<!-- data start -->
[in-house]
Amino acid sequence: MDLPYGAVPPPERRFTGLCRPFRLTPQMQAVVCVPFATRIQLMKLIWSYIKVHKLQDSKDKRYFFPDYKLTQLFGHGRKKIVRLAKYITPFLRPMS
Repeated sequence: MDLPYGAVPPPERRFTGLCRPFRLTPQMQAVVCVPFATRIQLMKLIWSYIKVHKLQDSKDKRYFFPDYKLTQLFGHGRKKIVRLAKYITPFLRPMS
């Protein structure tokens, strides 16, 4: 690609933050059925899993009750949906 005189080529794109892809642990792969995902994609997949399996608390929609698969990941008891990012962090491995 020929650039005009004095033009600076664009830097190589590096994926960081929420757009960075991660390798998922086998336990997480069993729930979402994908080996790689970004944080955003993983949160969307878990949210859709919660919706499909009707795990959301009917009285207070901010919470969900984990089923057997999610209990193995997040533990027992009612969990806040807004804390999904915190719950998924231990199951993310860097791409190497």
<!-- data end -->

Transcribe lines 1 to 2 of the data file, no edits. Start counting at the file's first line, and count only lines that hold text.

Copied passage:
[in-house]
Amino acid sequence: MDLPYGAVPPPERRFTGLCRPFRLTPQMQAVVCVPFATRIQLMKLIWSYIKVHKLQDSKDKRYFFPDYKLTQLFGHGRKKIVRLAKYITPFLRPMS